Main effect of response type. Blood oxygenation level–dependent (BOLD) responses in the ventrolateral prefrontal cortex (A) and dorsomedial prefrontal cortex (B) were significantly greater during punished reversal errors compared with correct ...


The second main effect identified regions showing a differential response for diagnosis (psychopathic traits, ADHD only, or healthy controls) (Table 2). Greater BOLD responses were notable in the psychopathic traits and ADHD-only groups compared with healthy controls in the precuneus (left: psychopathic vs healthy controls, F1,25=5.4; P<.05; ADHD only vs healthy controls, F1,25=4.9; P<.05), right superior frontal gyrus (psychopathic vs healthy controls, F1,25=8.5; P<.01; ADHD vs healthy controls, F1,25=5.8; P<.05), and a trend in the right superior temporal gyrus (ADHD vs healthy controls, F1,25=10.0; P<.005; psychopathic vs healthy controls, F1,25=3.6; P=.07).


Post hoc analysis demonstrated a significant correlation between differential activity in the vmPFC and APSD total and subscale scores. Follow-up multiple regression analysis indicated callous and unemotional traits predicted variance in vmPFC BOLD responses (eTable 2).


We contrasted 2 hypotheses regarding the neural basis of the reversal learning deficit typically found in children and adults with psychopathic traits. Specifically, we predicted that children with psychopathic traits would demonstrate dysfunction in either regions of the vl and dmPFC associated with processing response conflict and implementing alternative responses or, alternatively, regions of the vmPFC associated with reinforcement processing. Consistent with the latter hypothesis, we found that children with psychopathic traits displayed abnormal activity in the vmPFC (BA 10) during punished reversal errors. There were no indications of atypical activity in the vl and dmPFC in the children with psychopathic traits.

Reversal learning impairments have been repeatedly reported in children and adults with psychopathic traits.18,19,23 On the basis of the early human neuroimaging literature, which stressed the importance of the vlPFC in reversal learning,24,28,58 it was initially assumed that the reversal impairment in persons with psychopathic traits was due to dys-function in the vlPFC.16,19,23 However, the current data do not support this theory. As can be seen in Figure 3, the children with psychopathic traits showed appropriate increases in vlPFC activation during punished reversal errors.

Recent neuroimaging data highlighting the importance of the vmPFC in reversal learning suggested that dys-function in this region may account for the impairment in individuals with psychopathic traits.27 In line with this hypothesis, we found that children with psychopathic traits displayed abnormal activity in the vmPFC during punished reversal errors. To our knowledge, this is the first report of abnormal vmPFC activation in children with severe disruptive behaviors and high psychopathic traits. This finding is consistent with neuropsychological work in adults that has associated orbital and vmPFC dysfunction with individuals with developmental psychopathy.16,18,59 Furthermore, fMRI studies of adults with high psychopathic traits have demonstrated functional abnormalities in the ventromedial cortex during aversive conditioning60 and a correlation with the vmPFC (BA 10) and psychopathy scores during a prisoner's dilemma task.61 The high prevalence of substance abuse in adults with psychopathic traits has been an important caveat in prior studies,16,18 as exposure to illicit drugs, such as cocaine, can impair orbitofrontal cortex function and reversal learning.62-65 Herein, this potential confound was reduced by studying children and young adolescents who have not had significant exposure to illicit substances, further strengthening the evidence for vmPFC abnormality in individuals with psychopathic traits.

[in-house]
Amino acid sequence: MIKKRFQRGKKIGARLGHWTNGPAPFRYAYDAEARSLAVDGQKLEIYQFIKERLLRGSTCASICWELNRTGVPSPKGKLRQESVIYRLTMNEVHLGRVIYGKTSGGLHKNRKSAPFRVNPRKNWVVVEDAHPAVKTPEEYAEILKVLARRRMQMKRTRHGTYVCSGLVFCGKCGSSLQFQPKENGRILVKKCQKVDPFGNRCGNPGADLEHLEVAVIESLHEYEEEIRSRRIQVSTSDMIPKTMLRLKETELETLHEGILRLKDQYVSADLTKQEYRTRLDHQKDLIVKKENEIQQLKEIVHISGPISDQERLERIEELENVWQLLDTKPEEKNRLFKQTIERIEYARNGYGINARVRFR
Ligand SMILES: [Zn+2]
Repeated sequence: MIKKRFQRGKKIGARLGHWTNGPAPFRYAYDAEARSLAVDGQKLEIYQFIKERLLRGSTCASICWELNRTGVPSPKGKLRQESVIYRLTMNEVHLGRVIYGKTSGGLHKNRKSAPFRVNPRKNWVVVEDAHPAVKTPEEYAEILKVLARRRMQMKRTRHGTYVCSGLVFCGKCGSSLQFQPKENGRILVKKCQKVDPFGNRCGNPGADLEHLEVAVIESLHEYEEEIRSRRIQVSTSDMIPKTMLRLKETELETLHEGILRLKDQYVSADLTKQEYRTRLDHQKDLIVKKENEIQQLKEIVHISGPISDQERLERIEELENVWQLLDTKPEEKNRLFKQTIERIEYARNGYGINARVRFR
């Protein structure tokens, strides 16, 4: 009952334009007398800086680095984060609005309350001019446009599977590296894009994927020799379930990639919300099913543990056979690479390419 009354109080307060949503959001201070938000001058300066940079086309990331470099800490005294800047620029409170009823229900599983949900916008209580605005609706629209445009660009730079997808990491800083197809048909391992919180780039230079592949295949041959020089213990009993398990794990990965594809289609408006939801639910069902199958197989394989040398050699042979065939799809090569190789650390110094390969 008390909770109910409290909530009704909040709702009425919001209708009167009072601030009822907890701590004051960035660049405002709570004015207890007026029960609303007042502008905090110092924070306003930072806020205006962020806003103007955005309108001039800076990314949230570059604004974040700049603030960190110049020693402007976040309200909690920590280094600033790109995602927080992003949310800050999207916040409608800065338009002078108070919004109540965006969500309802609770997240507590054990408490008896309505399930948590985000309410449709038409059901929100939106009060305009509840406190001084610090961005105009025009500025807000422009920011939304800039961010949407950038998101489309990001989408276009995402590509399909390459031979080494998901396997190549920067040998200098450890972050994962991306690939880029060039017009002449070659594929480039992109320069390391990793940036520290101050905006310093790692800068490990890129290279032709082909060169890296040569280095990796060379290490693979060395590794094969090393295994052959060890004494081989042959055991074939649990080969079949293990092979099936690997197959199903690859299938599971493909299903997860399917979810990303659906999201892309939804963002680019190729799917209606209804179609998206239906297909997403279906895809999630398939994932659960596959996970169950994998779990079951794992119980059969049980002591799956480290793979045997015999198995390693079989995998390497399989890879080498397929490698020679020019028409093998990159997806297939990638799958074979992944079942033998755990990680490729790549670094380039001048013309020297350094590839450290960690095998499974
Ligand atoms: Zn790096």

A critical role of the vmPFC in reversal learning appears to be its role in processing reinforcement expectations and information. Studies across species support the role of the orbital and vmPFC in the generation and representation of reinforcement expectations.24,31,32,35,38,64,66 Consistent with these studies and replicating the findings of this reversal task in healthy adults,27 our comparison groups demonstrated decreased BOLD signal responses in the vmPFC during punished reversal errors compared with correct rewarded responses. In contrast, children with psychopathic traits did not show a decrease in vmPFC BOLD signal during punished reversal errors but instead demonstrated increased BOLD signal compared with correct rewarded responses. The lack of the typical reduction in activity in this region during punished reversal errors indicates children with psychopathic traits may not be appropriately processing the violation of reinforcement expectations. Failure to appropriately process this violation may impair their ability to detect the contingency change.

A similar pattern was observed in the caudate. As in the vmPFC, healthy children showed decreased BOLD responses during punished reversal errors. This is in line with recent work implicating the caudate in addition to the medial PFC in prediction error signaling.67,68 In contrast, children with psychopathic traits showed an increase in caudate BOLD signal during punished reversal errors in comparison with correct control responses. This atypical caudate responding in the children with psychopathic traits may be due to abnormal input from the vmPFC or may reflect a more general impairment in prediction error signaling. The current result must be interpreted with caution, however, as activity in the caudate in children with ADHD alone was not significantly different from the control or psychopathic traits groups.